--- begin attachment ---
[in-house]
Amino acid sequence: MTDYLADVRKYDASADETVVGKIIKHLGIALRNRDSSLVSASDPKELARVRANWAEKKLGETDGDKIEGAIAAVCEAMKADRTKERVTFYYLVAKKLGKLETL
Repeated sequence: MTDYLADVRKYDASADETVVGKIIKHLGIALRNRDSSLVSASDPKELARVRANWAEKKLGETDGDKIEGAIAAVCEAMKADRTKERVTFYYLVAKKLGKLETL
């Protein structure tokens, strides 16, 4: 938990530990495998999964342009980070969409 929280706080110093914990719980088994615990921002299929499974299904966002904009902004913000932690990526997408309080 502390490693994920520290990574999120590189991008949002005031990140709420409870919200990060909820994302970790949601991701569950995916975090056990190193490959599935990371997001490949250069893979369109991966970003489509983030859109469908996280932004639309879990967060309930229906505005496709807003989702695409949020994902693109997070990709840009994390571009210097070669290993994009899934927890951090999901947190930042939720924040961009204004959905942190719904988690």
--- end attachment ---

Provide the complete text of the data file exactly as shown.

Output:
[in-house]
Amino acid sequence: MTDYLADVRKYDASADETVVGKIIKHLGIALRNRDSSLVSASDPKELARVRANWAEKKLGETDGDKIEGAIAAVCEAMKADRTKERVTFYYLVAKKLGKLETL
Repeated sequence: MTDYLADVRKYDASADETVVGKIIKHLGIALRNRDSSLVSASDPKELARVRANWAEKKLGETDGDKIEGAIAAVCEAMKADRTKERVTFYYLVAKKLGKLETL
């Protein structure tokens, strides 16, 4: 938990530990495998999964342009980070969409 929280706080110093914990719980088994615990921002299929499974299904966002904009902004913000932690990526997408309080 502390490693994920520290990574999120590189991008949002005031990140709420409870919200990060909820994302970790949601991701569950995916975090056990190193490959599935990371997001490949250069893979369109991966970003489509983030859109469908996280932004639309879990967060309930229906505005496709807003989702695409949020994902693109997070990709840009994390571009210097070669290993994009899934927890951090999901947190930042939720924040961009204004959905942190719904988690």